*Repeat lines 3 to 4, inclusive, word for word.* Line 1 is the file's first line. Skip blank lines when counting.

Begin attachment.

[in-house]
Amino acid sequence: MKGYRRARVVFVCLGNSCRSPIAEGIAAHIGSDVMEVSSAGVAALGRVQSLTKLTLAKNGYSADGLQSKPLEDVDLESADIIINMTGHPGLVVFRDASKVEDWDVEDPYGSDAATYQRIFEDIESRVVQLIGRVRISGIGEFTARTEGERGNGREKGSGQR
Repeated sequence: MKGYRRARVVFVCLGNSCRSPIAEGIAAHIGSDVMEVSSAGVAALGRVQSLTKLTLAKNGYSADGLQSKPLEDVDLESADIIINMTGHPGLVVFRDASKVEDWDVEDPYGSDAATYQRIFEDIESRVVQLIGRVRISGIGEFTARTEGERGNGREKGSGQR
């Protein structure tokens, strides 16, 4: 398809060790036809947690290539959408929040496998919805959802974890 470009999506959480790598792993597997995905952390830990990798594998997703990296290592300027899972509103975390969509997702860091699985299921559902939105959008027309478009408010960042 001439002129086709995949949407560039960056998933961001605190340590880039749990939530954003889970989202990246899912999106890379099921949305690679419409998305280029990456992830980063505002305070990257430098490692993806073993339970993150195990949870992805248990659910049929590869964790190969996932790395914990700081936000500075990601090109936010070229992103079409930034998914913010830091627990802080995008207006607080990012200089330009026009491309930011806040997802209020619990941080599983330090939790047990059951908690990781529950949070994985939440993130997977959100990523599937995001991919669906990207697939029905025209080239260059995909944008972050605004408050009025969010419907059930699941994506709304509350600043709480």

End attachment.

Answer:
Repeated sequence: MKGYRRARVVFVCLGNSCRSPIAEGIAAHIGSDVMEVSSAGVAALGRVQSLTKLTLAKNGYSADGLQSKPLEDVDLESADIIINMTGHPGLVVFRDASKVEDWDVEDPYGSDAATYQRIFEDIESRVVQLIGRVRISGIGEFTARTEGERGNGREKGSGQR
């Protein structure tokens, strides 16, 4: 398809060790036809947690290539959408929040496998919805959802974890 470009999506959480790598792993597997995905952390830990990798594998997703990296290592300027899972509103975390969509997702860091699985299921559902939105959008027309478009408010960042 001439002129086709995949949407560039960056998933961001605190340590880039749990939530954003889970989202990246899912999106890379099921949305690679419409998305280029990456992830980063505002305070990257430098490692993806073993339970993150195990949870992805248990659910049929590869964790190969996932790395914990700081936000500075990601090109936010070229992103079409930034998914913010830091627990802080995008207006607080990012200089330009026009491309930011806040997802209020619990941080599983330090939790047990059951908690990781529950949070994985939440993130997977959100990523599937995001991919669906990207697939029905025209080239260059995909944008972050605004408050009025969010419907059930699941994506709304509350600043709480």